means to impose its will. He condemned as "prize jackasses"
those who combined "the unready hand with the unbridled tongue"
a criticism aimed at Woodrow Wilson, but one that applies
equally to Bill Clinton, another interventionist who lacked the
will to implement his good intentions.
This is not
to suggest that Roosevelt disdained all considerations of morality
in foreign policy; the attempts by Henry Kissinger and other advocates
of realpolitik to claim him for their camp won't wash. As police
commissioner of New York, TR had atop his desk a tablet inscribed,
"Aggressive fighting for the right is the noblest sport the
world affords." He acted on this belief when he helped whoop
America into a war to liberate the Cuban people from "murderous
oppression," and when he refused to support a pro-American
president of Panama who had gained power through election fraud.
neither an "idealist" like Jimmy Carter nor a "realist"
like George H. W. Bush. Instead, like Reagan and FDR, he combined
these two strands, and used American might to champion American
ideals. Today, Sen. McCain is an eloquent champion of this brand
of foreign policy, but his views are not so different from those
of President George W. Bush or, for that matter, those of centrist
Democrats like Joe Lieberman and Richard Holbrooke. This muscular
idealism is the dominant tradition in U.S. foreign policy.
views are harder to translate into the modern context. On most issues
he was (like Disraeli and Bismarck) a conservative reformer, disdaining
both reaction and revolution. He condemned the "malefactors
of great wealth" and insisted upon vigorous enforcement of
the antitrust laws. In response to scandals uncovered by "muckrakers"
a term he popularized Roosevelt created the Department
of Commerce and Labor, and signed into law the Pure Food and Drug
Act. But he was as troubled by the misbehavior of labor unions as
by that of corporations, and he never went nearly as far as most
reformers wanted him to. His great passion (aside from warfare)
was the outdoors; his big achievement the expansion of the national
parks. But even here he was no extremist: He disdained John Muir's
purist brand of conservation in favor of Gifford Pinchot's pragmatic
approach, which allowed logging and mining of national forests.
Burns and Susan Dunn suggest in The Three Roosevelts (Atlantic
Monthly Press, 678 pp., $37.50) that there was an essential continuum
between the views of TR and those of his relatives Franklin and
Eleanor. They quote William Allen White, who knew both TR and FDR:
"When the New Deal came with its program, it went little further
than Colonel Roosevelt's Progressive Party had gone twenty years
before." Burns and Dunn argue that the TR reform legacy was
carried on by JFK, LBJ, and Carter, only to be snuffed out by Ronald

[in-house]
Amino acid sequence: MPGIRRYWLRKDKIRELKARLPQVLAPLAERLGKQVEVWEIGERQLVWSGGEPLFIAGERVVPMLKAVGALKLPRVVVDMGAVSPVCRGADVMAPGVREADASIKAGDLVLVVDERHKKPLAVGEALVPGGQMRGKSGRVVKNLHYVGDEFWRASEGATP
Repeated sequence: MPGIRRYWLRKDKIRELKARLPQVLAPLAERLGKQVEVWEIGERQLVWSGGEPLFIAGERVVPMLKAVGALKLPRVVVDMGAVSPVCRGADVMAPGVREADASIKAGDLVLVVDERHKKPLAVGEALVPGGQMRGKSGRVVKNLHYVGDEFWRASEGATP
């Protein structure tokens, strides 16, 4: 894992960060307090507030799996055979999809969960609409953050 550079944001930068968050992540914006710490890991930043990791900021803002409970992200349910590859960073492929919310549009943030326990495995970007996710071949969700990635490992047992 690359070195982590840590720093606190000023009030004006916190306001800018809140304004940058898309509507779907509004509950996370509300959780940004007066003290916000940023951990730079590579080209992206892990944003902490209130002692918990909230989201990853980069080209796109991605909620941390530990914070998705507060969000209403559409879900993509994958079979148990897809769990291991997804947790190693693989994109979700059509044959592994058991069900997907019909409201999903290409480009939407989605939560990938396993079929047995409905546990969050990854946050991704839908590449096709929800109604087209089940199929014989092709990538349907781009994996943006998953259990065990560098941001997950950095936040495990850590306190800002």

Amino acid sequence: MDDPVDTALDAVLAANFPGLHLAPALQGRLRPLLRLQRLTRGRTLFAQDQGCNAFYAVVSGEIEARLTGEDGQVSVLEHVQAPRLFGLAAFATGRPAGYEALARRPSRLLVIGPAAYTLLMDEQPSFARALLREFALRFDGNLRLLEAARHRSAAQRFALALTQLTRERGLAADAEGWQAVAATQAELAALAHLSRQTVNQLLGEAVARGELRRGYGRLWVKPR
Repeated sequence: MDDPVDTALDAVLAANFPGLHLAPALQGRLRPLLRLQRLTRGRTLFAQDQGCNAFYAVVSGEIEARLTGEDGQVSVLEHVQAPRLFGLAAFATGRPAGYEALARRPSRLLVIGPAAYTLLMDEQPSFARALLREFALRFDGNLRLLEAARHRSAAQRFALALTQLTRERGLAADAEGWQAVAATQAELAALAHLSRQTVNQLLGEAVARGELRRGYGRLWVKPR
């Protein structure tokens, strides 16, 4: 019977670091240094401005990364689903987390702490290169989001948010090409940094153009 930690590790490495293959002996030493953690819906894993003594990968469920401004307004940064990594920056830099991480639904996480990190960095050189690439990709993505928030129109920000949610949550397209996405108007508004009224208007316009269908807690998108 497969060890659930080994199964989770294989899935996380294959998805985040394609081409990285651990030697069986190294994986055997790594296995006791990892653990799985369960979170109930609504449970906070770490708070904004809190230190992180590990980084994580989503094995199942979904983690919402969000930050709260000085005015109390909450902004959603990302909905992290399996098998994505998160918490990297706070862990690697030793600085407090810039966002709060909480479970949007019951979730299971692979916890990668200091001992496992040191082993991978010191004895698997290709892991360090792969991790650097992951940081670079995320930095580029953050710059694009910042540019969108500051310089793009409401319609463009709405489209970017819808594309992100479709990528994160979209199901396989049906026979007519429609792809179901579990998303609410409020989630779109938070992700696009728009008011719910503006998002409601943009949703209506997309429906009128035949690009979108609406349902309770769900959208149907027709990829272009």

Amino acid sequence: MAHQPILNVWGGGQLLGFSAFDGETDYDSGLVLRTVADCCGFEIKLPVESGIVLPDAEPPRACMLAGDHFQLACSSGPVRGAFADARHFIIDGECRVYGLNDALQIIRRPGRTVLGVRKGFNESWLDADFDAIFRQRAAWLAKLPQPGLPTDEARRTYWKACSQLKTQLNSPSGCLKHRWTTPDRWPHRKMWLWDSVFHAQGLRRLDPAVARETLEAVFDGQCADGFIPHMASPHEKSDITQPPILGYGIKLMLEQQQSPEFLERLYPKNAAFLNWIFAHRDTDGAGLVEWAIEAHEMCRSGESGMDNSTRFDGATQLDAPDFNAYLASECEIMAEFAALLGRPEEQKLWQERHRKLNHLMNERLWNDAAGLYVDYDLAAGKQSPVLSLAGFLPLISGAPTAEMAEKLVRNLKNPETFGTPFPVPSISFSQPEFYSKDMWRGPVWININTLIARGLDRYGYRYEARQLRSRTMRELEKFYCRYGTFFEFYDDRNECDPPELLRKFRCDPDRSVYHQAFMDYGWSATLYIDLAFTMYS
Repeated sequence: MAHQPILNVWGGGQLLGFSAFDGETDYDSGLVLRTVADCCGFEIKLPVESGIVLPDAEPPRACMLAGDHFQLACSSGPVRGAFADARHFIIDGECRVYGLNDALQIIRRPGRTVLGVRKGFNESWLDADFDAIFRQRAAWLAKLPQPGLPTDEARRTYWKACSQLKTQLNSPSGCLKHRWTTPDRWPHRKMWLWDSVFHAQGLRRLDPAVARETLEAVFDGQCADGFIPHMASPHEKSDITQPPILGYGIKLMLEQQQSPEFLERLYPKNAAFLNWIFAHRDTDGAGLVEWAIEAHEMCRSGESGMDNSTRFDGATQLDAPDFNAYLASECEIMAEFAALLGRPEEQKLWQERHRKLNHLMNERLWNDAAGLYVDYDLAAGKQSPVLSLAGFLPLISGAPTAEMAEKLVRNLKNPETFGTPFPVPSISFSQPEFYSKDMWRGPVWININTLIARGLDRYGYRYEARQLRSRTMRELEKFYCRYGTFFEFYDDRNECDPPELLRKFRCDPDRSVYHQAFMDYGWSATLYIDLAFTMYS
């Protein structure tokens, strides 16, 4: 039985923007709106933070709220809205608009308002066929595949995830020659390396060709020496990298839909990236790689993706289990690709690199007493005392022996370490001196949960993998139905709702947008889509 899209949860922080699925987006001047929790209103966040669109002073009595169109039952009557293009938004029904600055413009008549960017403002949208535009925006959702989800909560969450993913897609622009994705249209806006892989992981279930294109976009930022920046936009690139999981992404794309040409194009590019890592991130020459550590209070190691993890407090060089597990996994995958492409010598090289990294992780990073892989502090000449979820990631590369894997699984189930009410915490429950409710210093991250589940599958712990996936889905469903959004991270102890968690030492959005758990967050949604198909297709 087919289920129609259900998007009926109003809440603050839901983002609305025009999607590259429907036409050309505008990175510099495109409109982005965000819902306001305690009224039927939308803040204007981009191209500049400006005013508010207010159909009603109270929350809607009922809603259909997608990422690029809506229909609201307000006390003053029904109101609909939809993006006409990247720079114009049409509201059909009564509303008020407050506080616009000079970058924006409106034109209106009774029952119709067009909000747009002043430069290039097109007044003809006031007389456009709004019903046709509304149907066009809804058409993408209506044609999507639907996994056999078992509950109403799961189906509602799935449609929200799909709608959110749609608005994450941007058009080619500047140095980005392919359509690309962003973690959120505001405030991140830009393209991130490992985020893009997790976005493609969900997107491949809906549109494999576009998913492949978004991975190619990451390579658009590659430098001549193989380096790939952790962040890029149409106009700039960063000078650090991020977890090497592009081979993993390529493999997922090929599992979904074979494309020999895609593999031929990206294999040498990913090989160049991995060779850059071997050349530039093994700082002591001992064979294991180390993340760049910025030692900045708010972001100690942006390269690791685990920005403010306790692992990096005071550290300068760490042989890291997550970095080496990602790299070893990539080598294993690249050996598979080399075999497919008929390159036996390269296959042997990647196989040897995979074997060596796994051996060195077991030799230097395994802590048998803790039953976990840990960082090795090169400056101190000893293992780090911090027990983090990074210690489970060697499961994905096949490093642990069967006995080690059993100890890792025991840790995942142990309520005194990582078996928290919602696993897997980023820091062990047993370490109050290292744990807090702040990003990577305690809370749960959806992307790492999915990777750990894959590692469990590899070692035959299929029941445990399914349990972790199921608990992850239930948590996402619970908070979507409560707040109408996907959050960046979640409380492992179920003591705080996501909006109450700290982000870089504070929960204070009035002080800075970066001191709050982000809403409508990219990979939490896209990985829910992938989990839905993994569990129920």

is that TR, had he lived so long, would not only have joined the
Democratic party but also stayed within its ranks as it moved ever
further left; but it's more likely that he would have become disaffected
and like Reagan abandoned the Democrats. TR was, for
example, eager to expand federal protection of the wild, but would
he be in favor of more federal parks today, when Washington already
owns almost 60 percent of the land in the western states? TR's abiding
passion was not for big government per se, but rather for reform
measures aimed at those who abused their power. Today those abuses
are as likely to be found in bloated government bureaucracies or
in labor unions as in the corporate sector.
Who best embodies
the Republican reformist impulse today? McCain supporters think
the answer is obvious, but it isn't. True, McCain has some claim
to the mantle because of his support for campaign-contribution limits.
(TR, too, proposed campaign-finance restrictions in 1912, though
he had been perfectly happy to accept huge checks from wealthy donors
for his 1904 reelection campaign.) But George Bush might with equal
plausibility claim the mantle with his advocacy of faith-based initiatives
and Social Security privatization.
over TR's policy legacy will continue, but his qualities of character
were an equally important factor in his elevation to Mount Rushmore.
With his boyish enthusiasms, ranging from bear hunting to simplified
spelling, TR charmed the world. His mannerisms the chopping
hands, flashing teeth, and exclamations of "Bully!"
have passed into legend. His occupations, from author to rancher
to cavalry commander to police commissioner, are enough to fill
a dozen résumés. Even more impressive, if less obvious
to the public, was his erudition; TR was the greatest intellectual
to occupy the White House in the 20th century.
Letters of Theodore Roosevelt (Cooper Square Press, 464 pp.,
$32), edited by H. W. Brands, demonstrates that he was a vigorous,
elegant, and often humorous writer. Nothing better conveys the breadth
of his learning than a 1903 letter responding to a question about
what he had read during the first two years of his administration.
To quote only a small sample:
Herodotus; the first and seventh books of Thucydides; all of Polybius;
a little of Plutarch; Aeschylus' Orestean Trilogy; Sophocles'
Seven Against Thebes; Euripides' Hippolytus and Bacchae;
and Aristophanes' Frogs. . . . [Biographies, in French,
of Prince Eugene, Adm. de Ruyter, Turenne, and Sobieski]. . .
. Macbeth; Twelfth Night; Henry the Fourth;
Henry the Fifth; Richard the Second . . . Church's
Beowulf; Morris' translation of the Heimskringla.
. . . Sienkiewicz's Fire and Sword . . . Rob Roy;
Waverly . . . Pickwick Papers; Nicholas Nickleby;
don't even write their own speeches; Roosevelt churned out speeches,
innumerable letters, and a steady stream of books and articles.
And therein lies the vast gulf between Roosevelt and his would-be
imitators. It takes more than "progressive" noises, or
even wartime heroism, to make another TR. There was, alas, only
Boot is author of the forthcoming book The Savage
Wars of Peace: Small Wars and the Rise of American Power.